Freddie Mac, Fannie Mae Execs Talk Repurchases, Updates and New Resources

(From left: Jones, Almodovar and Hutchins. Picture by Anneliese Mahoney)

PHILADELPHIA–Fannie Mae and Freddie Mac executives updated the industry during a general session at the Mortgage Bankers Association Annual Convention & Expo here Oct. 16.

Freddie Mac President Mike Hutchins announced a new resource–DPAOne.

“There are a vast number of governmental programs that are out there,” said Mike Hutchins, President of Freddie Mac, citing about 2,500 programs at the state level intended to help borrowers with downpayments. “Unfortunately, these programs are very unique. And there hasn’t been a way of putting them all together to match the right program with the right borrower at the end of the day.”

DPAOne is a program that is able to do exactly that, Hutchins said. It’s free, and will help match borrowers to relevant programs.

In addition to the announcement, Hutchins and Fannie Mae CEO Priscilla Almodovar provided updates and thoughts on the landscape in the session moderated by 2024 MBA Chairman Mark Jones, President of Union Home Mortgage.

Top of mind in the industry: repurchases.

Hutchins says Freddie Mac has been working to improve its own internal processes.

“We saw the maximum [not acceptable quality] levels at the end of last year. And obviously there’s a lag between that and repurchase requests–that hit a maximum in the first quarter of this year,” Hutchins said. “Since then, most recently, we’ve seen a 30% decline in NAQ levels. More importantly, we see more than a 50%–almost 60%–decline in repurchase requests from Freddie Mac.”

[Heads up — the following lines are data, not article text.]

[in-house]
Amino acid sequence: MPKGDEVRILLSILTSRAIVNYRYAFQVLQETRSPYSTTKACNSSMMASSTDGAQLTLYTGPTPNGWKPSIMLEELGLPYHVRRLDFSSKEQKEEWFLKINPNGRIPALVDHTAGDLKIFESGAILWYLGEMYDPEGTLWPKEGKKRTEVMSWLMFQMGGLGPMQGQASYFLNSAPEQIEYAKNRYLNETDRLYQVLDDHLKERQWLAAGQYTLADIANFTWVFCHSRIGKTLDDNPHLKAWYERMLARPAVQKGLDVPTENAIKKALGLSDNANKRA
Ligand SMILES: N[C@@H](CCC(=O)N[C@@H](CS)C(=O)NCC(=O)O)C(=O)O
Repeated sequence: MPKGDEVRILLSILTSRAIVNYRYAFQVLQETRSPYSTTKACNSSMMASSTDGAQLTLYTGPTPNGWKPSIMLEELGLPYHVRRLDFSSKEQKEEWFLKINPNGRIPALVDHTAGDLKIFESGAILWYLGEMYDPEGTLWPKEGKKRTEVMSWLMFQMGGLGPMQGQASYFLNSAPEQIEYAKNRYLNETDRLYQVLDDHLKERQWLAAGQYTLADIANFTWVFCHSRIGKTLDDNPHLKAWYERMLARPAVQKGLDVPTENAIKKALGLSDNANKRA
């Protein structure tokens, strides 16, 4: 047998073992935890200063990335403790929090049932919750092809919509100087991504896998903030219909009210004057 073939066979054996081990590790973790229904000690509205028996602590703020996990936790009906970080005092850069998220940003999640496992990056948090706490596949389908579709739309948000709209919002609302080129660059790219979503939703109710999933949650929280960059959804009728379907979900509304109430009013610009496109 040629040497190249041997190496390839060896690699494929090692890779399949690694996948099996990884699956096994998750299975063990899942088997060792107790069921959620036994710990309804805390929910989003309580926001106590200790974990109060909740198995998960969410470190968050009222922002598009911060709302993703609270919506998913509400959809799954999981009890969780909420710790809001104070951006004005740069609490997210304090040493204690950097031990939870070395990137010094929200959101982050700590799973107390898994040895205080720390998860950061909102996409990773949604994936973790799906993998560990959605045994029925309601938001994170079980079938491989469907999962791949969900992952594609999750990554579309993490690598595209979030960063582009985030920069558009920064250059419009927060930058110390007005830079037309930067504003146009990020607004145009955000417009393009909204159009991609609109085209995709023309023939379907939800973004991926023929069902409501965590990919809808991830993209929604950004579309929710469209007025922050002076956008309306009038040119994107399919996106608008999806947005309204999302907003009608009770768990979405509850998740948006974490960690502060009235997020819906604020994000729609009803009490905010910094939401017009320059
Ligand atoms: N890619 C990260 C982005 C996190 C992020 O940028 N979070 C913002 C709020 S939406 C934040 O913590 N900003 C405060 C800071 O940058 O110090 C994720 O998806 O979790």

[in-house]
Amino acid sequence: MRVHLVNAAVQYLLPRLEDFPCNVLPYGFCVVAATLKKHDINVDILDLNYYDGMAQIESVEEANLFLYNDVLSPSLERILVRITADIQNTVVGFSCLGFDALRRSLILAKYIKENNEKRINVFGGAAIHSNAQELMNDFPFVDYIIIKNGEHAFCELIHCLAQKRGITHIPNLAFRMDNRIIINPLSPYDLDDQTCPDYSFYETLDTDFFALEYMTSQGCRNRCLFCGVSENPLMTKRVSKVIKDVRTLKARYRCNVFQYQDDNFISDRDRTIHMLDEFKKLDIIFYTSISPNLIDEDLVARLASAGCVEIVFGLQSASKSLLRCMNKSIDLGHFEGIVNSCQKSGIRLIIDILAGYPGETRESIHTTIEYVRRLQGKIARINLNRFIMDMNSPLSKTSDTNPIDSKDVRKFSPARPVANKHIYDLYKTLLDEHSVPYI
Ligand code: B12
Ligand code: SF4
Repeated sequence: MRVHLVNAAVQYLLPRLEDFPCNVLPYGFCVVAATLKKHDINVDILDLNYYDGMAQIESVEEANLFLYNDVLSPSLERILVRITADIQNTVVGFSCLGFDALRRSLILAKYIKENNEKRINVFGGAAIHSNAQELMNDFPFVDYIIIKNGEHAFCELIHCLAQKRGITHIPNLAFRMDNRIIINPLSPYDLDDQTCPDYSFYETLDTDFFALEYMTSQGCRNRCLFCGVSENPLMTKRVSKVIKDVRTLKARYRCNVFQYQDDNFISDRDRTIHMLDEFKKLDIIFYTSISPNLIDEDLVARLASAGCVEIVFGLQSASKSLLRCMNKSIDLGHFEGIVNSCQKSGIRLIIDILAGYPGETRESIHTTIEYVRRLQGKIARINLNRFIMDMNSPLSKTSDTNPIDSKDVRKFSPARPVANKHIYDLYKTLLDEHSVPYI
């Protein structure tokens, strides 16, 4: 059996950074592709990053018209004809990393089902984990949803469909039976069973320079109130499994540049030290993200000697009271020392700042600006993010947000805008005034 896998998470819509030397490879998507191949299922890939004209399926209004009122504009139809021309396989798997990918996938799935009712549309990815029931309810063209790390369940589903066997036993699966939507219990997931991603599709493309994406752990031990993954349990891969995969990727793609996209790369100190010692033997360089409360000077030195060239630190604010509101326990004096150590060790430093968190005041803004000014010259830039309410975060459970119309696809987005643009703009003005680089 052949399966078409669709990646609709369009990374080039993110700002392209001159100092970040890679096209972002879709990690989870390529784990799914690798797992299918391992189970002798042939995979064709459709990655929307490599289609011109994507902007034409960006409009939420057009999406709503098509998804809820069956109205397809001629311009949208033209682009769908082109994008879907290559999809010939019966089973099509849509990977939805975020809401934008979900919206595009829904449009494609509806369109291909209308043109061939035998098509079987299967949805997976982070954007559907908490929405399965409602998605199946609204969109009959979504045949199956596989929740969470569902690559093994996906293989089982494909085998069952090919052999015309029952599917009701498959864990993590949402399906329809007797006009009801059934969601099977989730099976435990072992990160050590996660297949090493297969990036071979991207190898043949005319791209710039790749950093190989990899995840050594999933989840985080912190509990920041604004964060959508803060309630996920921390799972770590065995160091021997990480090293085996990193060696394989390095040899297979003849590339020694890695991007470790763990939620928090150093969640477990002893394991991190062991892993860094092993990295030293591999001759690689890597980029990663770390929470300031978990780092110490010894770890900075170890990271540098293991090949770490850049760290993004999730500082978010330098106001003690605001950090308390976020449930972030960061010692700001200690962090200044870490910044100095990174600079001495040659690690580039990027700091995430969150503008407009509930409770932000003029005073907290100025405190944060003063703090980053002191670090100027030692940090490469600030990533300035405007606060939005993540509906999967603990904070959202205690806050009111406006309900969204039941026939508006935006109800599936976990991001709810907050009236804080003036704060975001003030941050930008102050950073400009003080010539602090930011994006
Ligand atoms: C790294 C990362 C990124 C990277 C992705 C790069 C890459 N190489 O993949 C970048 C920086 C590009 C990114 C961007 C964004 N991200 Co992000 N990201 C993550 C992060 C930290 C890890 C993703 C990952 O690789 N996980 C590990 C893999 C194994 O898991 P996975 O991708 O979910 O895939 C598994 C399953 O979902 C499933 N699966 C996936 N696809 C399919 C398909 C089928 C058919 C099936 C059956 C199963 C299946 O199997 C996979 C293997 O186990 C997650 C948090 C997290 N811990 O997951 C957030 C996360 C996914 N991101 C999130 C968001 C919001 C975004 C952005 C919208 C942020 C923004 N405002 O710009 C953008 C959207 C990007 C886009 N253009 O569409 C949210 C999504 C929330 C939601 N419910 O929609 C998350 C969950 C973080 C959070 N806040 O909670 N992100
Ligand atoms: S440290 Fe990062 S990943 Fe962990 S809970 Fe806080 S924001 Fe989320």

Hutchins said the GSE will continue to improve its processes, among other actions.

“We hear you,” Almodovar said, referring to repurchases as a “last resort.” Almodovar said Fannie Mae is also looking at its processes related to repurchases, and similarly has seen rates drop since the peak of March this year.

She encouraged lenders to use Fannie Mae’s certainty tools, as their defect rates are significantly lower.

Both GSEs have made reaching new borrowers a priority, and Jones asked the executives for updates on those efforts.

Almodovar noted there are 44 million renters in the United States, and Fannie Mae has concentrated some specific efforts there.

For example, in September 2022, Fannie Mae began a pilot program to work with property owners to report positive rent payments. “I’m happy to report that a year later, 23,000 renters in this country have established a credit score because of our efforts,” Almodovar said. “There are 5,300 borrowers who became eligible because of our ability to see them.”

Moreover, Almodovar highlighted Fannie Mae’s work with the Consumer Data Industry Association on efforts to report and count rent payments.

Hutchins said Freddie Mac is also now counting rental payments. Additionally, the GSE has started pursuing some further automated efforts to confirm assets, and examining borrowers’ bank records for more information about cash flow and payments.

Another hot topic: alternative credit scoring.

Almodovar acknowledged some of the complications for Fannie Mae; it’s hosting forums with the Federal Housing Finance Agency looking for feedback. “We are continuing to work with you. It’s a big lift, and we’ll get there together,” she said.

Hutchins echoed many of the same sentiments, with a call for participation and feedback.

“It is a big lift. And we know that and like Fannie, we have a massive number of programs that are internal that that will have to change,” Hutchins said. “But we’re committed to work together with you. We’re committed to work together with FHFA and Fannie Mae to have as expeditious but seamless process as possible.”